EEF National Manufacturing Conference 2017: reflections

With the past 12 months described as “unimaginable” by chief executive, Terry Scuoler, EEF’s flagship National Manufacturing Conference brought together more than 800 influential industry and political leaders to discuss what the future holds for the UK’s industrial sector.

In his opening remarks to this year’s National Manufacturing Conference, Terry Scuoler predicted that the negotiations surrounding the UK leaving the European Union would be nothing short of “brutal”, both publicly and behind closed doors.

Terry Scuoler, CEO, EEF
Terry Scuoler, CEO, EEF.

Though EEF very publicly campaigned for remaining, the die has been cast and while politicians have spent the intervening months pontificating, industry has kept its nose to the grindstone and achieved significant gains.     

Like with any challenge – Brexit, Fourth Industrial Revolution (4IR) disruption, exporting – there are opportunities. For manufacturers, overcoming these challenges could lie in participating in the government’s Industrial Strategy consultation currently underway.

Government has long been accused of turning a deaf ear to the needs of small and medium-sized manufacturers, the green paper is an opportunity to readdress that balance. It may well be under the stewardships of the Department for Business, Energy and Industrial Strategy, but it belongs to UK manufacturing, and businesses must contribute to it.

Productivity

According to Ian Isaac, managing director of asset finance specialist Lombard, the 10 pillars of the Industrial Strategy green paper clearly define the challenges facing UK manufacturing.

Inherent inertia towards investment, particularly in plant and machinery, is a leading factor in the nation’s continuing productivity puzzle, Isaac continued; and though recent EEF research found that 50% of manufacturing businesses are looking to invest in the near future, the other 50% are seemingly not.

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“The future has a habit of catching up with us all”, he warned, urging manufacturers to “tool up” now in order to capitalise on the Fourth Industrial Revolution (4IR), something which could multiply the UK’s strength and help “find the missing piece to the puzzle”.

Martin Wolf CBE, Financial Times’ chief economics commentator, succinctly summed it up by noting, that as a nation “we spend too much and invest too little”.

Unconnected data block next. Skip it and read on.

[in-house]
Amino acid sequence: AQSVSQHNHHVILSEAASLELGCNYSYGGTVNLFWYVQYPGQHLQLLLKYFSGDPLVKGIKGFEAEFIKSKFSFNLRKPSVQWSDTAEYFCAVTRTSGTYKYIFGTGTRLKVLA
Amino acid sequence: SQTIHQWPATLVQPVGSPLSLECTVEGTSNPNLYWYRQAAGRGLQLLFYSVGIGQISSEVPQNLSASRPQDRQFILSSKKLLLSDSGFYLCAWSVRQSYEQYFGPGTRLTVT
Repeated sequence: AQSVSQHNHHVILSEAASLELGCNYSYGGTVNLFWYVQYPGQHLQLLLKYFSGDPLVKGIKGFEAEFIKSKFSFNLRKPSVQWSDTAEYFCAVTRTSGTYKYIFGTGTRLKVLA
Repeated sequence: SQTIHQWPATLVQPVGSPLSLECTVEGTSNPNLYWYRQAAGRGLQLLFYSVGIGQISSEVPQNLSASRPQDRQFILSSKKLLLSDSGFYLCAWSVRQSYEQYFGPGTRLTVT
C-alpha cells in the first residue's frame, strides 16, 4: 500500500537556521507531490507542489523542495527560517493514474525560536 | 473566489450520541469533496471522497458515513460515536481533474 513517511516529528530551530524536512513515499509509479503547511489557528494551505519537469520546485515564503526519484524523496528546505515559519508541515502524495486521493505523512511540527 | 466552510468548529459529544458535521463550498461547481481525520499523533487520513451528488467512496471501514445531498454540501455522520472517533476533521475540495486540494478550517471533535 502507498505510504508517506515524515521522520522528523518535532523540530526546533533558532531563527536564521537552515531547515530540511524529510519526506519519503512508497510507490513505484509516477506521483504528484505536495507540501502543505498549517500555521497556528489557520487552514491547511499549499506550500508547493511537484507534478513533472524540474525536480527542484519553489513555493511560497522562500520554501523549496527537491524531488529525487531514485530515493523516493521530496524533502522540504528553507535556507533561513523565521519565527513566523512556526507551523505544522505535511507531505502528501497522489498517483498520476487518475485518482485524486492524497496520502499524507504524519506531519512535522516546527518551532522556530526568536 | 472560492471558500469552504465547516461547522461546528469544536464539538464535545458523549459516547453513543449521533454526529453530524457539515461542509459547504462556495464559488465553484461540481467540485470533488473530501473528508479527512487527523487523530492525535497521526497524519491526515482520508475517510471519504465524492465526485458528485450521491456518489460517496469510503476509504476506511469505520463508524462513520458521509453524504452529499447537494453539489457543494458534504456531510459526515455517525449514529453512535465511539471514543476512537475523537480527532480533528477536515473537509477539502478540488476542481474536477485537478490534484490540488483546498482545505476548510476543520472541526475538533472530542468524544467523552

State of the nation

“The next two years are going to involve intense negotiations and a national conversation about the type of society we want to live in; regardless of whether the vote was for leave or remain, it was a vote for change,” explained Shadow Chancellor of the Exchequer, John McDonnell MP.

Astutely, Wolf voiced the concern that the focus of any post-Brexit deal would likely be on the “divorce process” itself, rather than the long term ramifications and objectives.

McDonnell stressed how manufacturing needed to have a central place in our society, creating well-paid, reliable jobs not in isolated hotspots, but spread across the UK. However, industry is battling against 30 years of neglect, with the profits largely going to the few and the pains of austerity felt by the many. Arguably, he added, many of the SME community never experienced the benefits even during the “good times.”

It is essential industry, and society more widely, fights for the best possible Brexit, one which protects jobs and living standards. Additionally, almost of a quarter (23%) of export value currently depends on imports required to produce them, far higher than the 15% of either the US or Japan. As such, McDonnell noted, EU supply chains are vital and must be maintained. A goal not likely to be achieved by government’s “phony tough posturing” and “call my bluff tactics”, creating an atmosphere of mutual distrust.

4IR

UK Manufacturing Pound Coin Currency Graph Money Brexit Finance - Stock
To capitalise on 4IR the country needs long term, stable, fair and evenly distributed investment, rather than the stop-start practices of yesteryear.